It is well known that the term ‘Pakistan’, an acronym, was originally thought up in England by a group of Muslim intellectuals. P for the Punjabis, A for the Afghans, K for the Kashmiris, S for Sind and the ‘tan’, they say, for Baluchistan… So it was a word born in exile which then went East, was borne-across or trans-lated, and imposed itself on history; a returning migrant, settling down on partitioned land, forming a palimpsest on the past. A palimpsest obscures what lies beneath. To build Pakistan it was necessary to cover up Indian history, to deny that Indian centuries lay just beneath the surface of Pakistani Standard Time. The past was rewritten; there was nothing else to be done.

Salman Rushdie, in Shame, his “modern fairytale” of Pakistan. (1983)

Pervez Hoodbhoy is among the eminent cosmopolitan Pakistanis who press two urgent points about today: (1) that the clear and present danger at home is truly scary; that nuclear-tipped Pakistan (not Stone-Age Afghanistan, nor youthful, half-modern Iran) is the epicenter of Islamic extremism; that as Salman Rushdie said in closing a talk at Brown last Spring, “if Pakistan goes down, we’re all f**ked.” And (2) that it might help if Americans and their government understood what most Pakistanis observe: that it was a “CIA jihad” in the late ’70s and ’80s that implanted the virus of killer-force fundamentalism in Pakistan and Afghanistan, in the last battle of the Cold War.

Physicist, film-maker and leading public citizen in Pakistan, Pervez Hoodboy is recounting how Pakistanis, “across the board,” came to hate intrusive America long before today’s drone missiles. 1979 was a turning point when the Soviets invaded Afghanistan and then American arms and Saudi money constructed a counterforce in Pakistan:

You had the CIA bringing in the strongest and most ideologically charged of fighters from across the globe. It was billions and billions of dollars that got pumped into the creation of the mujahedeen, celebrated by Ronald Reagan and Charlie Wilson. You had the CIA distributing millions of Korans in the madrasas of Pakistan and Afghanistan. It was this monster that grew so big that it was out of control. It ate up its master, the United States and now Pakistan… Osama bin Laden and Al-Zawahiri and all these people who are being sought after so eagerly by the United States — these were creations of the CIA.

And now the whirlwind:

PH: I’m tremendously worried about how Pakistani culture is being morphed into something that looks suspiciously like Saudi culture. We used to be taught about the world; we used to be taught about history, geography. Now … everything is regarded through the prism of religion—and a particular variant of the religion. And that is the Saudi, Wahhabi way of looking at things. It’s infiltrated our language. We used to say while parting, Khuda Hafiz, that is, God be with you. Now we say Allah Hafiz. Now there is a subtle difference over here. The Persian God, Khoda, has been replaced by the Arabic God, Allah… There are now burkas everywhere. So, when I teach my class in the University, physics classes, I cannot see half the faces of my women students.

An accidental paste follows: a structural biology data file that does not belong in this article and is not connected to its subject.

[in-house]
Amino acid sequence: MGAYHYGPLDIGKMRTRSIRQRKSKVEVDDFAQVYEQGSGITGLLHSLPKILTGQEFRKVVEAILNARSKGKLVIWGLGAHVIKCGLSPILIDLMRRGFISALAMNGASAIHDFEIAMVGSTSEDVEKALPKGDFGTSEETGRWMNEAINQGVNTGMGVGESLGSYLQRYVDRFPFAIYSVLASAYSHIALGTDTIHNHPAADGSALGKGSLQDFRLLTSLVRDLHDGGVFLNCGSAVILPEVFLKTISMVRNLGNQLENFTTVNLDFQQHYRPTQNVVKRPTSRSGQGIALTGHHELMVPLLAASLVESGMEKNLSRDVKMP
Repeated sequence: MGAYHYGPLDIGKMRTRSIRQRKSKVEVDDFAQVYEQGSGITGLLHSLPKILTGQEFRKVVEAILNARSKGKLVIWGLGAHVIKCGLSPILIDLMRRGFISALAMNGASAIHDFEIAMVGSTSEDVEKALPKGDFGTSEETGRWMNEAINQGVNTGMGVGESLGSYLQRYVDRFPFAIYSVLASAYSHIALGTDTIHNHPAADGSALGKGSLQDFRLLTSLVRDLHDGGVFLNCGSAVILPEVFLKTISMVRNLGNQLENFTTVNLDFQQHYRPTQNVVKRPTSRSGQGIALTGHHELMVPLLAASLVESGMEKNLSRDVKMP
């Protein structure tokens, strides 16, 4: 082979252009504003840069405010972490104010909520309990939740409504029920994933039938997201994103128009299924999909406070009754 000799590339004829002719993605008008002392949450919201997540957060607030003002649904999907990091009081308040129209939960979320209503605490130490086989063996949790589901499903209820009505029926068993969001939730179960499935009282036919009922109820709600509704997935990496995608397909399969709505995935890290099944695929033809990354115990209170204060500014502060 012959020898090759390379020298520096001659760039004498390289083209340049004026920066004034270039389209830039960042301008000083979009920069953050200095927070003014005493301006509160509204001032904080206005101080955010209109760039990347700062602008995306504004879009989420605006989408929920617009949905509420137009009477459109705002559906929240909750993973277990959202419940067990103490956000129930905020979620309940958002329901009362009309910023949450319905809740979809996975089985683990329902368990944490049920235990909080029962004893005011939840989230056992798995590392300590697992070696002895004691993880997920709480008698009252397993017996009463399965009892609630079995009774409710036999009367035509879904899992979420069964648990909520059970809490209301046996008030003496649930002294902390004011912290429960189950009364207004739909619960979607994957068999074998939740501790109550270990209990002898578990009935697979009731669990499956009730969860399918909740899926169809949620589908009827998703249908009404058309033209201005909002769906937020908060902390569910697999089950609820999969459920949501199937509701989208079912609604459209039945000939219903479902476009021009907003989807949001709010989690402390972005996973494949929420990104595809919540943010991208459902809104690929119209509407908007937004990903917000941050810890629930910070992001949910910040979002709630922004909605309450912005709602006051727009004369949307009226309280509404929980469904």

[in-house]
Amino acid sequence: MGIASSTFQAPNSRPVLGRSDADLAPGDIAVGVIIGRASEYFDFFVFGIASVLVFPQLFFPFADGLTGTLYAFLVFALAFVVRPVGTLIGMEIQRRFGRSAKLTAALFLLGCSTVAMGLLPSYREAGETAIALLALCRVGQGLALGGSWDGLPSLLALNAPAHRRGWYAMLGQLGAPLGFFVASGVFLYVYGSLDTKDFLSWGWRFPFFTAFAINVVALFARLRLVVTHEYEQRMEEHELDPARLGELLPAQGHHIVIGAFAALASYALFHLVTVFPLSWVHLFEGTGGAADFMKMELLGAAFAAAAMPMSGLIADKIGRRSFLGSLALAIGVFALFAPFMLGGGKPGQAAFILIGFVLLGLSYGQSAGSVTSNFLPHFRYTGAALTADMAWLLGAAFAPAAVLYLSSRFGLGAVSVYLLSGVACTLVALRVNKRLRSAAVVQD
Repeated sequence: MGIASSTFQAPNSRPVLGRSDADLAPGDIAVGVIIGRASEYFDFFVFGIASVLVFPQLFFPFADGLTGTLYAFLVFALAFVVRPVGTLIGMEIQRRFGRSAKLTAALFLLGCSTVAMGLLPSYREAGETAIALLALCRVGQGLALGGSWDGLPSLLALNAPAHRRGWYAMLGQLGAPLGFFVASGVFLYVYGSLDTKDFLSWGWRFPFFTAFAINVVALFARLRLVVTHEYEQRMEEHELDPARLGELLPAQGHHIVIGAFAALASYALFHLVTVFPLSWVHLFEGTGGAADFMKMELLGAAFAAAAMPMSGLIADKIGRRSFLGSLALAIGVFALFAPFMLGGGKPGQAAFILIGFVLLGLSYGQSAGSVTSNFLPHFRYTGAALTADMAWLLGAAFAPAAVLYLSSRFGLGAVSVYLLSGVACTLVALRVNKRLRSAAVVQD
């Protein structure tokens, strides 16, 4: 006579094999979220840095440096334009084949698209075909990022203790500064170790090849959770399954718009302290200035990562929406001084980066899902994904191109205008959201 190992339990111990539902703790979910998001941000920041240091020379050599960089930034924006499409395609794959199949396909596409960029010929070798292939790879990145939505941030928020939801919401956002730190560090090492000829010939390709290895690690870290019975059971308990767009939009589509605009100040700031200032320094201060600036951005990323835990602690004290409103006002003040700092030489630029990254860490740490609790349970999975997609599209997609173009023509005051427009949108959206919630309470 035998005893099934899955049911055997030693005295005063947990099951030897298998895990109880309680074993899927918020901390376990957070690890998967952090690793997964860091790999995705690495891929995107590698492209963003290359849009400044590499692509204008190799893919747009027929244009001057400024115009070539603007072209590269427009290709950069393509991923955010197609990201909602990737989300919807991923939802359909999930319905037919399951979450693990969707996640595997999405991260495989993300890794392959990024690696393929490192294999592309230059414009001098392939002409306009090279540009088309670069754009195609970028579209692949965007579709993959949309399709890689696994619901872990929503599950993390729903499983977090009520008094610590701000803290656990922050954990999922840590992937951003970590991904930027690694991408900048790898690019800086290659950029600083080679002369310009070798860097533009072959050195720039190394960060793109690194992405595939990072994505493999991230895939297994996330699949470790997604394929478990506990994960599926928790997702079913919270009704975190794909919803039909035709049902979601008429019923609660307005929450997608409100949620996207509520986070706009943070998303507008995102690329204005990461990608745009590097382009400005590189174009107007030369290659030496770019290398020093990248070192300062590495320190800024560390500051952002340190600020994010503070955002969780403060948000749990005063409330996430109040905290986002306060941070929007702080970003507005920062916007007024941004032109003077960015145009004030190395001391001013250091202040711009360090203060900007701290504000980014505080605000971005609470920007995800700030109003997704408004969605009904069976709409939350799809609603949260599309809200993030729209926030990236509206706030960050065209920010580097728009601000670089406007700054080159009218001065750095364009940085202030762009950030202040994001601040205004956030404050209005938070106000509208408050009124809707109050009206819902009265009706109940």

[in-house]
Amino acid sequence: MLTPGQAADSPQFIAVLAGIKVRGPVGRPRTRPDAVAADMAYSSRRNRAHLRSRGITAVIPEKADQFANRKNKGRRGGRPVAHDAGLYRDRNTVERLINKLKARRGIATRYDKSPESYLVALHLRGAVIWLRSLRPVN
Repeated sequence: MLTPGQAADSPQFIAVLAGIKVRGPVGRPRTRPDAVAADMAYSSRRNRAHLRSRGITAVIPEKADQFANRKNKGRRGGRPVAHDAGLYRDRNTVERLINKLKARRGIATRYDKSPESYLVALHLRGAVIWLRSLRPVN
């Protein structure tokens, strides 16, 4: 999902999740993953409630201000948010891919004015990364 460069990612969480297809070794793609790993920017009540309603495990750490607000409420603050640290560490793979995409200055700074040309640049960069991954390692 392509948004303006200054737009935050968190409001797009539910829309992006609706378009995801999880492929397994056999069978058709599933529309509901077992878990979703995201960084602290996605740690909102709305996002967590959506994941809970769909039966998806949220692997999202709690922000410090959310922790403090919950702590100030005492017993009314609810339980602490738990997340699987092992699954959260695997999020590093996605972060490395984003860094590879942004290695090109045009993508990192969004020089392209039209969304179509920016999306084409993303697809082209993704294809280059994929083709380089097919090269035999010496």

CL: You have seen this face of Islamism that most Americans haven’t. What makes it so powerful, so threatening?

PH: I’m threatened because Islamism threatens to drag us back to the 7th century… After the 2005 earthquake, which affected many areas of Pakistan, there were the mullahs who came out and said: this happened because you were watching television. And so there were thousands of televisions that were broken. After I returned from those areas and went back to my class — I was teaching Atomic Physics and Statistical Mechanics — I said to my students: “You know I have been over there, seen this terrible devastation and we have two duties. One, as Pakistani citizens, is to help our brethren. The other is, as students of science, we have got to tell these people that is was not the wrath of god. It wasn’t that people were sinful that the earthquake happened. It happened because tectonic plates were moving on a fluid surface of the earth and this is how mountains grow… And there was outrage in the class, against me. They said: but Professor, don’t you know that it is written in the Koran that this is how God punishes doers of bad. At the next class, I got exactly the same response. A few students later on came to me and said to me: Professor, we are really sorry; we thought you were right, but we couldn’t speak up. kwame